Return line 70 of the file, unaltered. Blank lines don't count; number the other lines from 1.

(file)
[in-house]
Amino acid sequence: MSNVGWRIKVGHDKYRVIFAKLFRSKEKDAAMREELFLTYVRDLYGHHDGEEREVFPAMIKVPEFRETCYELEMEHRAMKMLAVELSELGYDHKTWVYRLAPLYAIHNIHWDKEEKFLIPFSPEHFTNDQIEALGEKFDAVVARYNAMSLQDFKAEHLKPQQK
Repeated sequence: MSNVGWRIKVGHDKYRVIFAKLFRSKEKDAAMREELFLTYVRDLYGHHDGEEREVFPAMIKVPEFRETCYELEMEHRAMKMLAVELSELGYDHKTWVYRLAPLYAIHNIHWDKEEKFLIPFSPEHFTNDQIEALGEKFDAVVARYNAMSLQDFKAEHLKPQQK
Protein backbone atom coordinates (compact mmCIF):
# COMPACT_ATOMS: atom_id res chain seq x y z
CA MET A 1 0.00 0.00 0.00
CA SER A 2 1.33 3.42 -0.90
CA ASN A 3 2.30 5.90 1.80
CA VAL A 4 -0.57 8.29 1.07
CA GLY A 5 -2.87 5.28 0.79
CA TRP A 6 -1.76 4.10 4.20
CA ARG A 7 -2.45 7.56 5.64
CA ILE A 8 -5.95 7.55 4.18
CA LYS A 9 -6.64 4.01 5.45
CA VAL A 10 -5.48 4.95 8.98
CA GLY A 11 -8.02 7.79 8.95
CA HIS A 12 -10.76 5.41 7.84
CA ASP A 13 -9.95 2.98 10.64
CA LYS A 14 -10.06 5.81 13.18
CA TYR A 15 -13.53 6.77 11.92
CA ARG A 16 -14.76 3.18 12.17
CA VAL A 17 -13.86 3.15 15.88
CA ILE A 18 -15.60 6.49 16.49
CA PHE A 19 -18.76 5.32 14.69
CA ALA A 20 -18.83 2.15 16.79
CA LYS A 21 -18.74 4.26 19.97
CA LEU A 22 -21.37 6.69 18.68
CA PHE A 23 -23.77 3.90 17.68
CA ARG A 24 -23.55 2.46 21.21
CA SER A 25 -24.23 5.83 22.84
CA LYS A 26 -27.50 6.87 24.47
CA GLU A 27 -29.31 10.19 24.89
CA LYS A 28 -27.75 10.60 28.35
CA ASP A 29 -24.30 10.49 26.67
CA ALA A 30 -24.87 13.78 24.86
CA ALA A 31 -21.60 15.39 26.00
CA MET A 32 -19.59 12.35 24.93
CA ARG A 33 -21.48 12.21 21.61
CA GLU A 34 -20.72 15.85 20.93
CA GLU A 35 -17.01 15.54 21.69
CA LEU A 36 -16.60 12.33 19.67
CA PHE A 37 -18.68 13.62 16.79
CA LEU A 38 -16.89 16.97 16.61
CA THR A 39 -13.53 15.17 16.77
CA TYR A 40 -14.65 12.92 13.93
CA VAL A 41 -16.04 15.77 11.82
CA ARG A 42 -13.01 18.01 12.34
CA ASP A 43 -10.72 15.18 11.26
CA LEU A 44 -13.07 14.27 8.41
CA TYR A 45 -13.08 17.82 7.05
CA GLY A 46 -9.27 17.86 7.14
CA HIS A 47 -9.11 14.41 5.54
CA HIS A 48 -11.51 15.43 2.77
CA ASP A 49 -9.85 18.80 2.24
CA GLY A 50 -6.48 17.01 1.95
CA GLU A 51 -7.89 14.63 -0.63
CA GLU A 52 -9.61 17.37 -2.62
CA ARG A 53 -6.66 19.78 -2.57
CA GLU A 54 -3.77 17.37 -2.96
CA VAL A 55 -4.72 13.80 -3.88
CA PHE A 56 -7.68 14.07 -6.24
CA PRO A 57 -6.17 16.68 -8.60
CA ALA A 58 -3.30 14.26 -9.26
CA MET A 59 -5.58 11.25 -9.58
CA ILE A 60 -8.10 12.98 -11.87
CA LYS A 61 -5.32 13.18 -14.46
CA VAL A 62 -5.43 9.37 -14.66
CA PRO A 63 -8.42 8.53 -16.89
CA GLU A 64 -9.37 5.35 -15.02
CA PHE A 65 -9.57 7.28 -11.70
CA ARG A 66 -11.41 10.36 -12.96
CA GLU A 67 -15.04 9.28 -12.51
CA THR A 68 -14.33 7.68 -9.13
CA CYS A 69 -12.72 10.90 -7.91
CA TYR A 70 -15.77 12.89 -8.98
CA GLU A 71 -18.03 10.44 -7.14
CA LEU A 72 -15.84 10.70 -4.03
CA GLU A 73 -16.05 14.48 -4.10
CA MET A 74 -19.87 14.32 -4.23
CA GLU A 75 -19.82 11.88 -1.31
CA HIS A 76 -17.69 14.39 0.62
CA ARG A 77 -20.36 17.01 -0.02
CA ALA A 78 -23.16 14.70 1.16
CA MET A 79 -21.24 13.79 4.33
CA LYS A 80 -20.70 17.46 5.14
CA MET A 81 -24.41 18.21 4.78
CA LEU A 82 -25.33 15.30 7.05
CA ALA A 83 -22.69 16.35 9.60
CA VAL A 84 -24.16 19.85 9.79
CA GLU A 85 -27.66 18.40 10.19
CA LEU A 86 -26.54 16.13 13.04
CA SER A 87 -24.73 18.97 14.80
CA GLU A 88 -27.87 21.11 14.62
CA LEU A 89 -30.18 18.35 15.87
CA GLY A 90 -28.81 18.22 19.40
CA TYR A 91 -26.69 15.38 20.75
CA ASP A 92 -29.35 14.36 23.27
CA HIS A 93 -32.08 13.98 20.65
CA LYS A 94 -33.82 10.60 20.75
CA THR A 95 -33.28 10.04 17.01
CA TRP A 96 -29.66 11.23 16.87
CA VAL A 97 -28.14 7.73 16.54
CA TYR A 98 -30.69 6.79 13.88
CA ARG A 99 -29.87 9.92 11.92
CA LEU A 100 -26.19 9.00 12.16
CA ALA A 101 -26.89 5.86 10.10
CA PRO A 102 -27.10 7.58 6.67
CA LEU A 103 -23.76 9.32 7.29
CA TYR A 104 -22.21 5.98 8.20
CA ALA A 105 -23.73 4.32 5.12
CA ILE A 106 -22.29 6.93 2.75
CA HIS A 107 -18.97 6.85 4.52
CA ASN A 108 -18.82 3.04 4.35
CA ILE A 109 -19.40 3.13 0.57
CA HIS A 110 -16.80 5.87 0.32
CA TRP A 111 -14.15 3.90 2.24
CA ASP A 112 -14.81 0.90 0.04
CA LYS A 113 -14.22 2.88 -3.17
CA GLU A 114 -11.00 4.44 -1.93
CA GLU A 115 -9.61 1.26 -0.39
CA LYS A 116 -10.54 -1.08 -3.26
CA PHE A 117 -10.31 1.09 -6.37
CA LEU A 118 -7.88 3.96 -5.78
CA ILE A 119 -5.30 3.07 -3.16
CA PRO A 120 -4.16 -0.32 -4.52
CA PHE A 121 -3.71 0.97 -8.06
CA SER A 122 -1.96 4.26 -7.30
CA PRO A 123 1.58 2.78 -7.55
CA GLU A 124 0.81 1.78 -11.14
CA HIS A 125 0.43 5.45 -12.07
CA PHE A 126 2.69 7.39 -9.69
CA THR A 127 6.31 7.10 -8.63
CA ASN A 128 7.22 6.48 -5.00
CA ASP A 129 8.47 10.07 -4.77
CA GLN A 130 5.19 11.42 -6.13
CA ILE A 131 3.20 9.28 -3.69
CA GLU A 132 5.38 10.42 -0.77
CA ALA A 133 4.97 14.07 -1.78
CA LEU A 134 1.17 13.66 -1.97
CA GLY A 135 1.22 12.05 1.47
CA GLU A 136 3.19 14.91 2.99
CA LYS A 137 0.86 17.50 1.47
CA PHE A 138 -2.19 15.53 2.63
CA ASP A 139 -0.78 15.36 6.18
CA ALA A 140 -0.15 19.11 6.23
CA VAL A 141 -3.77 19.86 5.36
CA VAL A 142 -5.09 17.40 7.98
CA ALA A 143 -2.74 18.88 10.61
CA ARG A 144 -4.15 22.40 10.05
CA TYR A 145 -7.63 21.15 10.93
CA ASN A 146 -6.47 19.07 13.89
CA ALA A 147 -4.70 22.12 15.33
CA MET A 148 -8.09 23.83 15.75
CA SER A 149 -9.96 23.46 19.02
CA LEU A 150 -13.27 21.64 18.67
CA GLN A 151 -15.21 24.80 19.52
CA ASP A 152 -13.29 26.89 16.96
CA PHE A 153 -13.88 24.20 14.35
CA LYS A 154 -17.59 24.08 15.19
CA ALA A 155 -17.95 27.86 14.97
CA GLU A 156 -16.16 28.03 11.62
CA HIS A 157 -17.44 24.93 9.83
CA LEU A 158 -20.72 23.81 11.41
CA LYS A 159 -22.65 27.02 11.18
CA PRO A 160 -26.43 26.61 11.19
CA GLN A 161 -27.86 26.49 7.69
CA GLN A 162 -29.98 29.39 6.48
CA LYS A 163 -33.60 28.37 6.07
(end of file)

CA PHE A 65 -9.57 7.28 -11.70